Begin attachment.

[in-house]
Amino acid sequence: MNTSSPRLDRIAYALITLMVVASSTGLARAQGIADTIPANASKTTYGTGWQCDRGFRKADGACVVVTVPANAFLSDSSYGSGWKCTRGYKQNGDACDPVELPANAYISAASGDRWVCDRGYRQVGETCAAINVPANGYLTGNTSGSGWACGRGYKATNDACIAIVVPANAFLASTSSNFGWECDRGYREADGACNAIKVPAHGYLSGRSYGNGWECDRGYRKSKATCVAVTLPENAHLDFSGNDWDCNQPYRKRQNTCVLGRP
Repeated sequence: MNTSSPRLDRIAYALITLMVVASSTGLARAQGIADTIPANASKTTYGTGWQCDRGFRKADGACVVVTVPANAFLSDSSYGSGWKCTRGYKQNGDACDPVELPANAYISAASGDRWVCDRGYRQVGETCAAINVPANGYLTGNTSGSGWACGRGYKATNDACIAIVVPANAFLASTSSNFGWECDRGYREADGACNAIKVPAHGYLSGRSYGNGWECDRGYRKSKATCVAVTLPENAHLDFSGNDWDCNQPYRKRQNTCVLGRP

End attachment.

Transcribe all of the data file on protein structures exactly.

[in-house]
Amino acid sequence: MNTSSPRLDRIAYALITLMVVASSTGLARAQGIADTIPANASKTTYGTGWQCDRGFRKADGACVVVTVPANAFLSDSSYGSGWKCTRGYKQNGDACDPVELPANAYISAASGDRWVCDRGYRQVGETCAAINVPANGYLTGNTSGSGWACGRGYKATNDACIAIVVPANAFLASTSSNFGWECDRGYREADGACNAIKVPAHGYLSGRSYGNGWECDRGYRKSKATCVAVTLPENAHLDFSGNDWDCNQPYRKRQNTCVLGRP
Repeated sequence: MNTSSPRLDRIAYALITLMVVASSTGLARAQGIADTIPANASKTTYGTGWQCDRGFRKADGACVVVTVPANAFLSDSSYGSGWKCTRGYKQNGDACDPVELPANAYISAASGDRWVCDRGYRQVGETCAAINVPANGYLTGNTSGSGWACGRGYKATNDACIAIVVPANAFLASTSSNFGWECDRGYREADGACNAIKVPAHGYLSGRSYGNGWECDRGYRKSKATCVAVTLPENAHLDFSGNDWDCNQPYRKRQNTCVLGRP